Are Godox flashes any good?

I have a couple of photography students who I am now teaching and they would like to get affordable flash guns for their Canon and Nikon mirrorless cameras that lack a built in flash. I know it would be easy to just recommend the genuine manufacturer’s product but I would also like to give them a more budget minded option as well. Godox is a name that I see popping up a lot online and I am wondering how good they are or if there are other reasonable brands you would be able to recommend. Neither of these students need or want professional quality flash gear.

I have two of them and the flash controller unit and while I don’t use them much, they seem to work well.


another +1

I picked up a MS300 and XT16 remote control module for a job a couple years back. The integration between the two pieces wasn’t immediately evident and the documentation was less than helpful. I finally sorted it out and wrote a little piece.’

I believe Godox has copied various Western (ie: non-Asia) designs and is trying to integrate them into a single system of Chinese-origin products. Though I understand their on-camera units can work fairly well. [edit update] Just be careful with remote triggering in HSS mode - test it to see if the triggering/controlling signals whiz around fast enough. And if you’re remote triggering on Fuji leaf shutter cameras (ie: X100 series) there is sometimes a lag long enough that sometimes a scene will not be correctly lit. [/edit]

If your students don’t want to spend a ton of money and if they really want to learn the in/outs of flash photography I’ve found Amazon Basics (do they still offer them?) and Yongnuo YN560 to be cheap and surprisingly powerful/reliable.

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FYI, Godox’s flash product lines are also sold under the Adorama Flashpoint brand in the US.

I have a few of their units, I haven’t used them much but have been fairly happy with them, with the exception of their wireless receiver that is intended to turn a wired-only TTL flash into wireless - it’s garbage, at least the Sony version.

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Hello @Entropy512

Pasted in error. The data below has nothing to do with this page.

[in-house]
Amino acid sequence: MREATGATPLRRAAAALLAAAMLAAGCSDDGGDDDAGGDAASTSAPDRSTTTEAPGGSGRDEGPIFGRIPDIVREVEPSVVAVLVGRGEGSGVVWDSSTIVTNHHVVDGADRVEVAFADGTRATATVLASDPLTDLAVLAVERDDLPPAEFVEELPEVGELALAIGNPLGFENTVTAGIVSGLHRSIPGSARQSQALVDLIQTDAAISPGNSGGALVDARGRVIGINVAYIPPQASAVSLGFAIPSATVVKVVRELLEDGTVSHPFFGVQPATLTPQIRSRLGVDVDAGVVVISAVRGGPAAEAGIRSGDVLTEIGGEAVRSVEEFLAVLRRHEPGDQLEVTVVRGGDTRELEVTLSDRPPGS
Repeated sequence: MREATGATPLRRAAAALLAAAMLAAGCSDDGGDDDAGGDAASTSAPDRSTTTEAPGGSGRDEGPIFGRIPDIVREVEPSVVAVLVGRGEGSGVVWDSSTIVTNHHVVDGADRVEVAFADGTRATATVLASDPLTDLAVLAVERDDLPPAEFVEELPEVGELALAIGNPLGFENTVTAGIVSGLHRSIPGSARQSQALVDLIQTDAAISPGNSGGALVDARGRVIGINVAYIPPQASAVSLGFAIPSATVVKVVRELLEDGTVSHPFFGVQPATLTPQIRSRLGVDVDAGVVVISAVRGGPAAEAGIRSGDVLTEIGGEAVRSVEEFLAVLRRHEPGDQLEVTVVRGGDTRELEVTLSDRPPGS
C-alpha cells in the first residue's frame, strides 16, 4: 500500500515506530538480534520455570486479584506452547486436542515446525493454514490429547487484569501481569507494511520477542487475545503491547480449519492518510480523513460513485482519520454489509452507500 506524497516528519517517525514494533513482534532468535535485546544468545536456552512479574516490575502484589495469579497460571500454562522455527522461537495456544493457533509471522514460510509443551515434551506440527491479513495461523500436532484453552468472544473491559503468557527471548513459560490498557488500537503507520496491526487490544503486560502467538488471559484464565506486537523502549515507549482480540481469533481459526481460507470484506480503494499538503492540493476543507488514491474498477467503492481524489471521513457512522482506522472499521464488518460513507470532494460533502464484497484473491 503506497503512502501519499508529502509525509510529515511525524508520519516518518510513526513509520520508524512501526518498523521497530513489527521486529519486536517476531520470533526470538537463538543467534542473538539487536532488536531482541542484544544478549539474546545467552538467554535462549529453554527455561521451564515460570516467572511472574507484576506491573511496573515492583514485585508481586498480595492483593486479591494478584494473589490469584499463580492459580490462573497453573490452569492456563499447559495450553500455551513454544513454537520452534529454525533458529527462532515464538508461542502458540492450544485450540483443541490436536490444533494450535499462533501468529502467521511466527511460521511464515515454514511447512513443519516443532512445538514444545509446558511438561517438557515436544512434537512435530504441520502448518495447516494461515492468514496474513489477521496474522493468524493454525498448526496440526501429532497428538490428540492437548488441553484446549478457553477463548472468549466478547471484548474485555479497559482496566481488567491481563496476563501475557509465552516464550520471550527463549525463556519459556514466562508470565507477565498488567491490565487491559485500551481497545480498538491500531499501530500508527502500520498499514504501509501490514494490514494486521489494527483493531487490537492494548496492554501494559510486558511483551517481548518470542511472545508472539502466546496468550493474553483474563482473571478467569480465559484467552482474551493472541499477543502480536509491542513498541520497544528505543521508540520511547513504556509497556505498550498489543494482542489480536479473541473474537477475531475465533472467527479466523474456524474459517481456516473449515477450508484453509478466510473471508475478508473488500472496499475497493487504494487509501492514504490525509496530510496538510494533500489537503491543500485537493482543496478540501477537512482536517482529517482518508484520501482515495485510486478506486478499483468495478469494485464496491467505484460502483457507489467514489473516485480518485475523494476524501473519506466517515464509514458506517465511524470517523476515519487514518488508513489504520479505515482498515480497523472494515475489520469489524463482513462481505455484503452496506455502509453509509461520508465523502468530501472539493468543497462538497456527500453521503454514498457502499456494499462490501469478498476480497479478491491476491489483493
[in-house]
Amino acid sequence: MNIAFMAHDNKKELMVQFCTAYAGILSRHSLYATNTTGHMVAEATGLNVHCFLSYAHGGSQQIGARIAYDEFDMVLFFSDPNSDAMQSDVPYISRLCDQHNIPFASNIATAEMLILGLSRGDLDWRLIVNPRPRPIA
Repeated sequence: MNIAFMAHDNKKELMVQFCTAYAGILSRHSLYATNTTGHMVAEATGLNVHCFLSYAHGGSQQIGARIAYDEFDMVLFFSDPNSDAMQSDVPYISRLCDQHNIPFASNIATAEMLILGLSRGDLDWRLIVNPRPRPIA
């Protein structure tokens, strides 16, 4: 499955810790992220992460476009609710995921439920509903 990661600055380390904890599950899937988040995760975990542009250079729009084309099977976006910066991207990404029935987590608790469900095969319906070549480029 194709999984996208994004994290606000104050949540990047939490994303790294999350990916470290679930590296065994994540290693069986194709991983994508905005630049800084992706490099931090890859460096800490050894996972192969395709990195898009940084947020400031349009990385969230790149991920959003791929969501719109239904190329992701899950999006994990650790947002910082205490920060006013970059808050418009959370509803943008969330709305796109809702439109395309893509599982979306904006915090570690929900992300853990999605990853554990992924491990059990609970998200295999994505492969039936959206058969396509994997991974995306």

their wireless receiver that is intended to turn a wired-only TTL flash into wireless - it’s garbage, at least the Sony version

I have usually read great review about the Godox flashes.

The only problem might be indeed their compatibility (i.e. drivers) towards certains brands and their new cameras.

oh want to know a killer feature? lets say you have some photography friends. you only need a vendor specific flash controller on the hot shot. the flashes you can happily control from both. so even if you got a sony version of their flash and a fuji one. from the controller you can control both.

i see that as a huge pro over camera vendor specific flashes.

In case you wonder how I know: @asn and me did that once for testing :smiley:


For an affordable ETTL-compatible solution, I use a mix of Canon and Yongnuo flashes & controllers (the Yongnuo devices emulate the Canon stuff quite well, I can control the 470EX-RT Canon via the Yongnuo clone of Canon’s ST-E3-RT controller).

Otherwise from my readings Godox has a very good reputation.

I’ve used the Yongnuo without any problems. When I needed more power and a better ecosystem, I went to godox. I have a couple AD-200’s, a V1, and a couple TT685’s with a radio trigger. Again, no problems.

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I’m also a happy user of Yongnuo flashes (two YN-685-II) and radio triggers (YN622C-TX, YN622C). Combined with my Canon cameras I never had issues.
Mostly I use the flashes in manual mode. So, I don’t know whether the E-TTL mode leads to good and consistent results.

Thanks for the replies here. They are a great help. The students are not going to want to set up complex or remote triggering flashes. Their cameras do not have inbuilt flashes so they just want something suitable for the odd occasion they need a flash. Sounds like Godox and Yongnuo are suitable options if they don’t want OEM flash units.

tbh did you see the Strobist spin around the block and his other posts … a single flash and controller is so much more flexible.

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Yes… When I have folks at home and want to take pictures, I put the flash on a shelf somewhere, aimed at the ceiling, and walk around the room with the controller on the camera. This makes the pictures a lot more natural (and without any red eyes).

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